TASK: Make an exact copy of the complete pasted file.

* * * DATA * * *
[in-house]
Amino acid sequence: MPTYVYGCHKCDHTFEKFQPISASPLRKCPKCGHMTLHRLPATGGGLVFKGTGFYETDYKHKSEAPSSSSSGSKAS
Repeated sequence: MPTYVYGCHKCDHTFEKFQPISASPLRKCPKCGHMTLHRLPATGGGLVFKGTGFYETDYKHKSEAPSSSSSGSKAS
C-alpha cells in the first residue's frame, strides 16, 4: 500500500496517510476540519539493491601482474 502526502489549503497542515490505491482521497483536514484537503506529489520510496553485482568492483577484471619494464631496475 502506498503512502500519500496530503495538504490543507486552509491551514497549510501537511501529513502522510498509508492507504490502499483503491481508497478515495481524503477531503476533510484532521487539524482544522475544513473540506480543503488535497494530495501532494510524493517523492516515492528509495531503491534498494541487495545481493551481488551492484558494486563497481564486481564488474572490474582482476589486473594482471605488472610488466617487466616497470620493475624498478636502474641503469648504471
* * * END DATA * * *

[in-house]
Amino acid sequence: MPTYVYGCHKCDHTFEKFQPISASPLRKCPKCGHMTLHRLPATGGGLVFKGTGFYETDYKHKSEAPSSSSSGSKAS
Repeated sequence: MPTYVYGCHKCDHTFEKFQPISASPLRKCPKCGHMTLHRLPATGGGLVFKGTGFYETDYKHKSEAPSSSSSGSKAS
C-alpha cells in the first residue's frame, strides 16, 4: 500500500496517510476540519539493491601482474 502526502489549503497542515490505491482521497483536514484537503506529489520510496553485482568492483577484471619494464631496475 502506498503512502500519500496530503495538504490543507486552509491551514497549510501537511501529513502522510498509508492507504490502499483503491481508497478515495481524503477531503476533510484532521487539524482544522475544513473540506480543503488535497494530495501532494510524493517523492516515492528509495531503491534498494541487495545481493551481488551492484558494486563497481564486481564488474572490474582482476589486473594482471605488472610488466617487466616497470620493475624498478636502474641503469648504471